The gun went off and we were off and racing. I was really conscious to go out at my own pace and run my own race. I didn’t want to get caught up with others’ paces as I knew there was no way I could keep up with much of the field, and that was fine by me. As I didn’t know what to really expect of a cross country course, I found myself really loving where I was running. The course was pretty flat, and was a mix of grass, basic trail, and sealed footpath. It was made up of two large loops, and 2 smaller loops. As I was running loops, my head went a little crazy knowing exactly what was to come and how much further I had left, but it still just felt great.

The field wasn’t crowded, and there were plenty cheers from fellow runners and spectators right along the course. Everything was well marked out, with plenty of volunteers so there was no risk of going the wrong way or getting lost. They even had photographers on the day to hopefully capture the dream shot (you know the one, where you have air, your smiling, you only have one chin, don’t look like you’re dying, and it’s worthy of a profile pic).

As I made my sprint to the finish line I knew I had snagged myself a 10k PB. I managed to secure myself a time of 54:36, taking 2:30 minutes off my 10k PB. While my time was over 20 minutes slower than the winner, you wouldn’t have known it on the day. I got all the cheers and fanfare of anyone else running that race. I finished feeling like I belonged and keen to come back for more. Even better was having my daughter and parents there to watch me finish (and then force me onto the jumping castle!). For me it was a brilliant introduction to cross country, and a beautiful family day out.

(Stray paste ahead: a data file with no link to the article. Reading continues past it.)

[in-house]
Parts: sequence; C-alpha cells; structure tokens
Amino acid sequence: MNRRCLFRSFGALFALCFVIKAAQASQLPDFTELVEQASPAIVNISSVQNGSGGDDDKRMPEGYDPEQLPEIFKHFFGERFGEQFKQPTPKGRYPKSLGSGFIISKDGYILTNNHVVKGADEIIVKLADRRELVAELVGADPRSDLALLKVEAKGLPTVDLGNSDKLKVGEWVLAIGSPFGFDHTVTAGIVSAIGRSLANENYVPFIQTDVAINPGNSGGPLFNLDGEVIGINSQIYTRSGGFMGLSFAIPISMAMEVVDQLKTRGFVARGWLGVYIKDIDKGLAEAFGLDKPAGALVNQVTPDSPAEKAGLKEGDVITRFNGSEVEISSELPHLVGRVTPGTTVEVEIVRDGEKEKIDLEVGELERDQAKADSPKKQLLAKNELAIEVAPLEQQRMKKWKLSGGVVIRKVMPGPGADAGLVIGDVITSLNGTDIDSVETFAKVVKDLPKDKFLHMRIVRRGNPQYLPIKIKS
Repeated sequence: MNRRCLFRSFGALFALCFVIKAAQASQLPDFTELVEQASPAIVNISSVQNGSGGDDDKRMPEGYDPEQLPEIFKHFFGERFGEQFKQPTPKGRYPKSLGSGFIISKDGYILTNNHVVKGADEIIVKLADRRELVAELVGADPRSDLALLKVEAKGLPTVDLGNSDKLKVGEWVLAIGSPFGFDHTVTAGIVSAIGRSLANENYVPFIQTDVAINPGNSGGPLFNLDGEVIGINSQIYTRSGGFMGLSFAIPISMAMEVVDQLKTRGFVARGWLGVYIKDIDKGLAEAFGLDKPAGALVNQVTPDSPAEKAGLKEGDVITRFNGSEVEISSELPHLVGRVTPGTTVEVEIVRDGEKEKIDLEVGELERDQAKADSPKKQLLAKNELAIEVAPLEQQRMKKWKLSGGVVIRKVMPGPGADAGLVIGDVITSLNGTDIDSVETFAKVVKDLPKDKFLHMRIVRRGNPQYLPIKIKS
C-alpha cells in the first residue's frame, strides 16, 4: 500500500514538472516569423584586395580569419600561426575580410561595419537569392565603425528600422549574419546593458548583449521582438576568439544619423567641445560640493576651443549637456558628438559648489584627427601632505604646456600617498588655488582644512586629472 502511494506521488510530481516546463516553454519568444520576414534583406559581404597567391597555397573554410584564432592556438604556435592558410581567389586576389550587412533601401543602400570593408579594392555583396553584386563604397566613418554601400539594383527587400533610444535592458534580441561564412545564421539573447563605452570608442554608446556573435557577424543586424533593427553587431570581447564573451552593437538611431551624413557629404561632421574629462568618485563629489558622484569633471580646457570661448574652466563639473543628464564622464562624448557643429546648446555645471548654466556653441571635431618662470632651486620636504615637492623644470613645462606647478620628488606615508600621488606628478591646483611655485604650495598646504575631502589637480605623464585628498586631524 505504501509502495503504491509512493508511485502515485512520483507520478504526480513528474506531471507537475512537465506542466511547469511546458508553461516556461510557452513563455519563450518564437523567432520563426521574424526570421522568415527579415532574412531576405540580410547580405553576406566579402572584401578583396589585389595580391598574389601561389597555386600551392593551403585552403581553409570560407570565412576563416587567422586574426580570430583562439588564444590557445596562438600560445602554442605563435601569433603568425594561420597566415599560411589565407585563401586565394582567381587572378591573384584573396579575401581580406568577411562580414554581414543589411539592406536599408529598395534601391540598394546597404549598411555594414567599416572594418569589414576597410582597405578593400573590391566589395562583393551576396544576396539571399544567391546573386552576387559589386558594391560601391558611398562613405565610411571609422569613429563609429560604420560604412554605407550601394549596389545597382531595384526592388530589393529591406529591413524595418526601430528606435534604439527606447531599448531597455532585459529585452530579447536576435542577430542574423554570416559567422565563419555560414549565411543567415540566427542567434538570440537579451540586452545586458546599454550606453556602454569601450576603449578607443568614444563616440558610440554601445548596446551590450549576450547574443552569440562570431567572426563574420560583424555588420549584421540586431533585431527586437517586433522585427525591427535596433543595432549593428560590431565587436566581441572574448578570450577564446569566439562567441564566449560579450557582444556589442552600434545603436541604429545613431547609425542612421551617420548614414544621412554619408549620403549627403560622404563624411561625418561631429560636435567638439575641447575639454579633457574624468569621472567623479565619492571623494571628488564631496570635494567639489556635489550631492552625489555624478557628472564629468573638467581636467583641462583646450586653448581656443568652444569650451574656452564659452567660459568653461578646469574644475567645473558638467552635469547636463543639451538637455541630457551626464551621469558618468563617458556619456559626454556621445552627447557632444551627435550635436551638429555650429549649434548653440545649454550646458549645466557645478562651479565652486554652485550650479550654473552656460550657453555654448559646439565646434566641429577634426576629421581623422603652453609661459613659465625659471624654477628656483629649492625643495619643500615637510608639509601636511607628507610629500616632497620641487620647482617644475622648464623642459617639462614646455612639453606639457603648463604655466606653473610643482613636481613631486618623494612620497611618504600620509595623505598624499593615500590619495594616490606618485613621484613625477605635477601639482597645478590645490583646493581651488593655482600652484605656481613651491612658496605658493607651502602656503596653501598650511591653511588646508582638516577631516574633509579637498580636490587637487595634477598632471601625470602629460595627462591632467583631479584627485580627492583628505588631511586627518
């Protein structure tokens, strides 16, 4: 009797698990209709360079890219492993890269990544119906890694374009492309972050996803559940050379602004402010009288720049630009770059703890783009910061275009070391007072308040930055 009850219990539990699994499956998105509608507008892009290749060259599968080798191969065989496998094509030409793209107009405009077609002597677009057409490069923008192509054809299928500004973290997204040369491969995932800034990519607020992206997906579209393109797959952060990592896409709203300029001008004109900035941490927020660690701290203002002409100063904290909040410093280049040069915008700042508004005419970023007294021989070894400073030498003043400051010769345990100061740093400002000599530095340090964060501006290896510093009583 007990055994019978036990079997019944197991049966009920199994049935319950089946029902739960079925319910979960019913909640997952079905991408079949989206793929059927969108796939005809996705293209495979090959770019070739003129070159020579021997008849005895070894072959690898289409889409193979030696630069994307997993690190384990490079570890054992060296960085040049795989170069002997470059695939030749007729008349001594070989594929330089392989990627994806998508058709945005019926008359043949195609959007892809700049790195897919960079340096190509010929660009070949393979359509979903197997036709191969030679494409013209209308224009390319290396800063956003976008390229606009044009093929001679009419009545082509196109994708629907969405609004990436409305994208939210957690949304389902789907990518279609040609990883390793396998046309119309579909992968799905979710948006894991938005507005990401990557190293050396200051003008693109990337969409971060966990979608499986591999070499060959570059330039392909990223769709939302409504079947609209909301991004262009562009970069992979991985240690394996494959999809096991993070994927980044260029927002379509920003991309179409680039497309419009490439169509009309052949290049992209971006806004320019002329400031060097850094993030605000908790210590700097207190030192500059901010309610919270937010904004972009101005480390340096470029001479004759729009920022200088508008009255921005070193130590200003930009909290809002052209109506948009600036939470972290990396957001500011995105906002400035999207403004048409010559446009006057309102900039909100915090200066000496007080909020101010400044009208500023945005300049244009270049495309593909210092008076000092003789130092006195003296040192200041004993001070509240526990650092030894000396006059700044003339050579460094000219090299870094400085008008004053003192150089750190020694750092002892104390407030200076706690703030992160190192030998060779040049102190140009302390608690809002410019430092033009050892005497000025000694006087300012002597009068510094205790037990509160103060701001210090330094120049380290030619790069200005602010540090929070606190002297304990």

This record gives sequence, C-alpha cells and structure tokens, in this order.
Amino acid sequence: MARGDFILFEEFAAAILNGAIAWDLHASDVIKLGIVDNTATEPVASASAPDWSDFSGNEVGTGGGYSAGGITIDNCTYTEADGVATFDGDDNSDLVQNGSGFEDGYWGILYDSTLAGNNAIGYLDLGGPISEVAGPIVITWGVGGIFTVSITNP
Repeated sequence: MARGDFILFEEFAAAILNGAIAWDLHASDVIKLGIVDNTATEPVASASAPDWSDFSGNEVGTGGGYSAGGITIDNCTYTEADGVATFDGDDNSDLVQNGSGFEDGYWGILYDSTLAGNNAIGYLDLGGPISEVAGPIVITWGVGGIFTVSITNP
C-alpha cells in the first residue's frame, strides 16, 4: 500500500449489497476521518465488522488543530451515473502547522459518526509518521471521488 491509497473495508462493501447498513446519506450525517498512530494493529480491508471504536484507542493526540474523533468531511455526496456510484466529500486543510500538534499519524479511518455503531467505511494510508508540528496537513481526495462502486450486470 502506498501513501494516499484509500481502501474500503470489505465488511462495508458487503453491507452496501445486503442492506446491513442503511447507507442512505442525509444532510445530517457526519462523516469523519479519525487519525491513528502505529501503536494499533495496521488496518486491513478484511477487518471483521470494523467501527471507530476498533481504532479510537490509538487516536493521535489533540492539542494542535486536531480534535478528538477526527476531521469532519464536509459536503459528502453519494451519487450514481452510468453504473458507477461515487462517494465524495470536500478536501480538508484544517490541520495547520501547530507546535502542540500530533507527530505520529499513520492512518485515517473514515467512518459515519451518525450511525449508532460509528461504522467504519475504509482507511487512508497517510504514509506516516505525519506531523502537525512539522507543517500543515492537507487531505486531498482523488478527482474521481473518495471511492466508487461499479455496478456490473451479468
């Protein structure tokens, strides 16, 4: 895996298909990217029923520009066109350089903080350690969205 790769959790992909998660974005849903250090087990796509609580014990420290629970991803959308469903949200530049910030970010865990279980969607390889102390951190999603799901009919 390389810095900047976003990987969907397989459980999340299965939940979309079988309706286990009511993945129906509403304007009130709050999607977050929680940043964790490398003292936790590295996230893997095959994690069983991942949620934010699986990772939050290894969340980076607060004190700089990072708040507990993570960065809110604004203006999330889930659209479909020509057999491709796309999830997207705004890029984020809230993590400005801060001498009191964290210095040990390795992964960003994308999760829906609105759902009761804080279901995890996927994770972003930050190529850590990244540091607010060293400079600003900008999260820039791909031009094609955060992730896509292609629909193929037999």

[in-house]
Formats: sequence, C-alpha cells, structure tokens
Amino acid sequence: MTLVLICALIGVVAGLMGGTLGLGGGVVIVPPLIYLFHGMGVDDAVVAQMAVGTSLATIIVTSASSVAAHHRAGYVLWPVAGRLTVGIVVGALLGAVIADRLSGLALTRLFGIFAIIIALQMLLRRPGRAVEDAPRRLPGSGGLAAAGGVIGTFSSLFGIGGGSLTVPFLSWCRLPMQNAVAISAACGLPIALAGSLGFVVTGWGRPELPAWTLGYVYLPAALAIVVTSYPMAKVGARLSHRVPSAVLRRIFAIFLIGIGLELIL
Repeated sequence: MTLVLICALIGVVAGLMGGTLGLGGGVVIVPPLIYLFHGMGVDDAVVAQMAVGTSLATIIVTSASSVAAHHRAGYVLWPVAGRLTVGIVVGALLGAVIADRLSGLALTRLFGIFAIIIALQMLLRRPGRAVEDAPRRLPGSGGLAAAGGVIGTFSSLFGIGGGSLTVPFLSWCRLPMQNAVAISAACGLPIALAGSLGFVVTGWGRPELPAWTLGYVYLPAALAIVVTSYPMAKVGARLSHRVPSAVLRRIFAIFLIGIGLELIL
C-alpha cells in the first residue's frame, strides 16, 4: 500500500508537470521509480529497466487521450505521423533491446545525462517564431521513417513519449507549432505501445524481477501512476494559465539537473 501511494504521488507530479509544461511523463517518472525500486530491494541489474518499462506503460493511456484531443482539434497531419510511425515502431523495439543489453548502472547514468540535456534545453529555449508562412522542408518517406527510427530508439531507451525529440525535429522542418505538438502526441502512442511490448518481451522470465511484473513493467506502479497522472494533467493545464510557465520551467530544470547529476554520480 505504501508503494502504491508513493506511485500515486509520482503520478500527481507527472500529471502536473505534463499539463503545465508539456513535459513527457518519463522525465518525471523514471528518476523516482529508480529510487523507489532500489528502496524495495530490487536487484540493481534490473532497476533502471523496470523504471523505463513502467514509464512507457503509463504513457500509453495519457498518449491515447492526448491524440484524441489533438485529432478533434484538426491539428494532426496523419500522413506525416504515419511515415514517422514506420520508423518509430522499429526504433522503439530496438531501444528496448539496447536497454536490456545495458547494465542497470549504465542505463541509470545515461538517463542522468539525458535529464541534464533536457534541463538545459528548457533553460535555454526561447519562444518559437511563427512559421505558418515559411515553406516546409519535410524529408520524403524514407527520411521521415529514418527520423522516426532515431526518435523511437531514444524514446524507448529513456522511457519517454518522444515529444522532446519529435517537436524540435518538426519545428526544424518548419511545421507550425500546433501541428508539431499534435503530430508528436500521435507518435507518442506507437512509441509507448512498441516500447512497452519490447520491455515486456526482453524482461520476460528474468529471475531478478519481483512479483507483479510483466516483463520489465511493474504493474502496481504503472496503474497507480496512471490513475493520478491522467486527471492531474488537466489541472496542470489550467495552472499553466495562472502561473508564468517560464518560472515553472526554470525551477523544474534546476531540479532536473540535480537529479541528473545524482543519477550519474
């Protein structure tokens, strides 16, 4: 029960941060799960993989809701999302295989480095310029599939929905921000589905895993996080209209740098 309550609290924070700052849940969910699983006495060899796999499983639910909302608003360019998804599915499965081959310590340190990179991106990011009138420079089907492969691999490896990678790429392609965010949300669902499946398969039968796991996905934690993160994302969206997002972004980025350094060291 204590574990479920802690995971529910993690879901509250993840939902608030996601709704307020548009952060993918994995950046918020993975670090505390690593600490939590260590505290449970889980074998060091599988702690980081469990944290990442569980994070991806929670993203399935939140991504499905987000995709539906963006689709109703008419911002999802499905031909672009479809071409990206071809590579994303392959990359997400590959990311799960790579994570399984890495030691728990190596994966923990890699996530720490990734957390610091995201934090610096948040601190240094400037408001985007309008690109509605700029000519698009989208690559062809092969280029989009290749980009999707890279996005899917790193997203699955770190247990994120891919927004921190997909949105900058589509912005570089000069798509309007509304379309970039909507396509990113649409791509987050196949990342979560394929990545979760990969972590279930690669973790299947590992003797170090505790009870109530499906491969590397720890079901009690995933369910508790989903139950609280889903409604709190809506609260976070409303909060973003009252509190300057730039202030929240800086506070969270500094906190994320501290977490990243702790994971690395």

I’m already planning my next cross country races on May 27th at Miranda Park, and can’t wait for the big event at the Sydney International Equestrian Centre at Horsley Park on June 3rd. And honestly, given that they’re run by Athletics NSW they really are cheap compared to most of the races on offer during the winter season. My biggest wish for the next events is to be lining up with more women, and in particular more of my RMA girls.